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Since ancient times, millions of people have died of epidemics of plague, flu, cholera, and other infections caused by bacteria, viruses, or other microorganisms. Major advances in medicine have largely eliminated these mass killers with vaccines and antibiotics. However, modern societies are facing a new kind of epidemics: behavioral epidemics. The annual rates of mortality by suicides and opioid overdose have been escalating over the last 2 decades and today are responsible for the death of 1 American every 5.5 minutes. Consequently, the average US life span, which had been rising progressively since mid-1950s, has fallen for the first time.1
Contributing to these epidemics of suicides and opioid use is not a pathogenic microbe, but rather a hard to detect and lethal behavioral toxin of loneliness. Loneliness may be defined as subjective distress resulting from a discrepancy between desired and perceived social relationships.2 Loneliness (or perceived social isolation) is associated with but distinct from objective social isolation, which is defined by the number of persons in the environment. Loneliness is a subjective state and a personality trait determined by genetics and hormonal and cerebral pathophysiology. Perceived and objective social isolation increase the risk of mortality comparable with smoking and obesity.3 An annual mortality of 162 000 Americans is attributable to social isolation, exceeding the number of deaths from cancer or stroke.4 In the United Kingdom, the economic association of loneliness with businesses was estimated at more than $3 billion annually, leading to the establishment of a Ministry of Loneliness.
According to the British historian Alberti, the term loneliness did not exist in the English language until 1800 (https://www.theguardian.com/commentisfree/2018/nov/01/loneliness-illness-body-mind-epidemic). The word that described a similar state was oneliness, which meant being alone without distress. According to Alberti, beginning at the turn of the 19th century, industrialization reduced social connectedness and spawned loneliness. This problem has grown exponentially over the past couple of decades, with a doubling of the prevalence of loneliness. Our recent study5 found that 76% of adult Californians experienced moderate to severe loneliness that was associated with worse physical, cognitive, and mental health. Loneliness peaked in the late 1920s, mid-1950s, and late 1980s.5 Another study of older adults in rural Anhui, China, reported estimates of 57% for moderate loneliness and 21% for moderate to severe loneliness.2,6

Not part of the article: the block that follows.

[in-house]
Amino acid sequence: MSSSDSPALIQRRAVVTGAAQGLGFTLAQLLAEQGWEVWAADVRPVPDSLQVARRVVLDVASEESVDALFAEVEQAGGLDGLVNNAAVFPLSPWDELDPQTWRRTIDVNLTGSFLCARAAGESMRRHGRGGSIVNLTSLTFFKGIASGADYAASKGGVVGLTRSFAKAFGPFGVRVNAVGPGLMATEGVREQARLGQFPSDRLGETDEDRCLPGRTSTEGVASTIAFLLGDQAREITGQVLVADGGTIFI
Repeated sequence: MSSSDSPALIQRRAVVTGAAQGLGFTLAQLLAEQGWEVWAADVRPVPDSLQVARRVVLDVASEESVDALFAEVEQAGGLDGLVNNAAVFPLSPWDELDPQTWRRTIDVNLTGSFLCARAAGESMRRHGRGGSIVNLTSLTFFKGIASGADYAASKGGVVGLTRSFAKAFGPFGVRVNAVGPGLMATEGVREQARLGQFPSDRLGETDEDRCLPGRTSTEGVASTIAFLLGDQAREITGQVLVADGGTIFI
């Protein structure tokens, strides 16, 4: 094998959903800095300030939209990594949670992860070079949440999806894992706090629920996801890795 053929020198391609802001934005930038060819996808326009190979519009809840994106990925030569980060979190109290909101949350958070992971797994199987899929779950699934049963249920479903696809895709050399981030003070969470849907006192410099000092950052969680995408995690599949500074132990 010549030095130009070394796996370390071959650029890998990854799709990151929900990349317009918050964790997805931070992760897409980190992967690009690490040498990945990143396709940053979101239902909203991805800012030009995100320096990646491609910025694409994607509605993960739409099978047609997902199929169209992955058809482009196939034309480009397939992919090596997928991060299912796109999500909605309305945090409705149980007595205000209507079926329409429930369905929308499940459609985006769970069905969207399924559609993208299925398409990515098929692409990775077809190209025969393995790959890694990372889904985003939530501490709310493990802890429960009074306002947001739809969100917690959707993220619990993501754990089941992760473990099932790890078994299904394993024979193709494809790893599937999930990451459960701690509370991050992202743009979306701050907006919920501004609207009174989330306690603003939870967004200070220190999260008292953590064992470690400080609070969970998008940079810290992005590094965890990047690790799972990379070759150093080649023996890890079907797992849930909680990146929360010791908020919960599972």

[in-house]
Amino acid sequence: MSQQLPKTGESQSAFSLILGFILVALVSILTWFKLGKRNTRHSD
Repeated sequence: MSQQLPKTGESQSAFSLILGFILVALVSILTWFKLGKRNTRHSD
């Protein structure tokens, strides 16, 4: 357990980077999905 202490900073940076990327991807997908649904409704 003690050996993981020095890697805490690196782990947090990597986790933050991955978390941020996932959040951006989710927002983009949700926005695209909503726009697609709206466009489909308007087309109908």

Why has this unprecedented worldwide rise in loneliness, suicides, and opioid use developed during recent years? While multiple factors are responsible for each of these behavioral epidemics and a demonstration of direct causality is difficult, there is probably a common underlying thread of social anomie and disconnection resulting from the rapid growth of technology, social media, globalization, and polarization of societies. Although technology and globalization have improved the quality of life in many ways, they have also upended social mores and disrupted traditional social connections. Information overload, 24-hour connectivity, countless but superficial and sometimes harmful social media relationships, and heightened competition have elevated the level of stress in the modern society. A recent Gallup poll reported a 25% increase in self-reported stress and worry in the United States over the past 12 years (https://www.gallup.com/analytics/248909/gallup-2019-global-emotions-report-pdf.aspx).